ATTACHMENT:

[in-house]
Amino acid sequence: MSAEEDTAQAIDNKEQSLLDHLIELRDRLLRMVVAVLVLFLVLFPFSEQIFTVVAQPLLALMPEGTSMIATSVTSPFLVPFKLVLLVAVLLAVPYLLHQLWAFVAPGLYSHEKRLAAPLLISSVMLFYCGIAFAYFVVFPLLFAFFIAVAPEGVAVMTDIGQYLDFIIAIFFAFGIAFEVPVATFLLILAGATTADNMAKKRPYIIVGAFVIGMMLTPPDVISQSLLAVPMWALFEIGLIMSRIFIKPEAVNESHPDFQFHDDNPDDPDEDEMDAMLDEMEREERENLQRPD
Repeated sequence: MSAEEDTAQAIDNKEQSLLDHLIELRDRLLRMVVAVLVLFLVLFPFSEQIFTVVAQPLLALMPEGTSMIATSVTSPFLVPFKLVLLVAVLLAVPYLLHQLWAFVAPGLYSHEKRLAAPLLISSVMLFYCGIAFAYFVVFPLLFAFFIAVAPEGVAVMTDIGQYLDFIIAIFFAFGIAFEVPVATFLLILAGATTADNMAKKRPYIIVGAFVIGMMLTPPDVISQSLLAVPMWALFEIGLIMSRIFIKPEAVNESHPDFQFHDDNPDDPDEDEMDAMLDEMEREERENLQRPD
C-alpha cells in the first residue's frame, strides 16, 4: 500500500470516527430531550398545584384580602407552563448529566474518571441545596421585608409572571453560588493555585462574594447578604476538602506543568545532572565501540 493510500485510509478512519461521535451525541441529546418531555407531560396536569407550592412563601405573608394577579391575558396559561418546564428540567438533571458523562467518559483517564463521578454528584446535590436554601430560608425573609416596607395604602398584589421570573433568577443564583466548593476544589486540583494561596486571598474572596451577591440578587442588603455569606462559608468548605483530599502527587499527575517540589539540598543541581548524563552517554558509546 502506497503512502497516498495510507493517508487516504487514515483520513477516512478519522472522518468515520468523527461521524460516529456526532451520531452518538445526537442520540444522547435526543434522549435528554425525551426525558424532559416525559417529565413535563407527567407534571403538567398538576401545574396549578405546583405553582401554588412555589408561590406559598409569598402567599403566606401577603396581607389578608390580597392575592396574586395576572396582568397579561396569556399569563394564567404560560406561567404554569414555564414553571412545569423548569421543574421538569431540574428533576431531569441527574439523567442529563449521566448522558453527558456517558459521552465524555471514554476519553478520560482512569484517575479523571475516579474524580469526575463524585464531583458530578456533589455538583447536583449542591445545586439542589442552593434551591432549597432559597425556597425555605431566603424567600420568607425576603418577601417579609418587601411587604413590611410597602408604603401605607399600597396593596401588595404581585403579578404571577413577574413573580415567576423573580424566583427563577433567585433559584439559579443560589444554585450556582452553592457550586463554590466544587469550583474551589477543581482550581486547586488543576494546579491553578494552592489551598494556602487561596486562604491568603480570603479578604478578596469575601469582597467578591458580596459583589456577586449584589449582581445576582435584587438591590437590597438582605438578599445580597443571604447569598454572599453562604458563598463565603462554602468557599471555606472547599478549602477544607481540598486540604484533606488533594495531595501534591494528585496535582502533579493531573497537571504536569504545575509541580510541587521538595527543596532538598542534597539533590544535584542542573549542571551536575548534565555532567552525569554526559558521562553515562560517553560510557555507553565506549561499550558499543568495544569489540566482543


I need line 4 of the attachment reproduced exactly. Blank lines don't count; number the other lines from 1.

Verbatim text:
C-alpha cells in the first residue's frame, strides 16, 4: 500500500470516527430531550398545584384580602407552563448529566474518571441545596421585608409572571453560588493555585462574594447578604476538602506543568545532572565501540 493510500485510509478512519461521535451525541441529546418531555407531560396536569407550592412563601405573608394577579391575558396559561418546564428540567438533571458523562467518559483517564463521578454528584446535590436554601430560608425573609416596607395604602398584589421570573433568577443564583466548593476544589486540583494561596486571598474572596451577591440578587442588603455569606462559608468548605483530599502527587499527575517540589539540598543541581548524563552517554558509546 502506497503512502497516498495510507493517508487516504487514515483520513477516512478519522472522518468515520468523527461521524460516529456526532451520531452518538445526537442520540444522547435526543434522549435528554425525551426525558424532559416525559417529565413535563407527567407534571403538567398538576401545574396549578405546583405553582401554588412555589408561590406559598409569598402567599403566606401577603396581607389578608390580597392575592396574586395576572396582568397579561396569556399569563394564567404560560406561567404554569414555564414553571412545569423548569421543574421538569431540574428533576431531569441527574439523567442529563449521566448522558453527558456517558459521552465524555471514554476519553478520560482512569484517575479523571475516579474524580469526575463524585464531583458530578456533589455538583447536583449542591445545586439542589442552593434551591432549597432559597425556597425555605431566603424567600420568607425576603418577601417579609418587601411587604413590611410597602408604603401605607399600597396593596401588595404581585403579578404571577413577574413573580415567576423573580424566583427563577433567585433559584439559579443560589444554585450556582452553592457550586463554590466544587469550583474551589477543581482550581486547586488543576494546579491553578494552592489551598494556602487561596486562604491568603480570603479578604478578596469575601469582597467578591458580596459583589456577586449584589449582581445576582435584587438591590437590597438582605438578599445580597443571604447569598454572599453562604458563598463565603462554602468557599471555606472547599478549602477544607481540598486540604484533606488533594495531595501534591494528585496535582502533579493531573497537571504536569504545575509541580510541587521538595527543596532538598542534597539533590544535584542542573549542571551536575548534565555532567552525569554526559558521562553515562560517553560510557555507553565506549561499550558499543568495544569489540566482543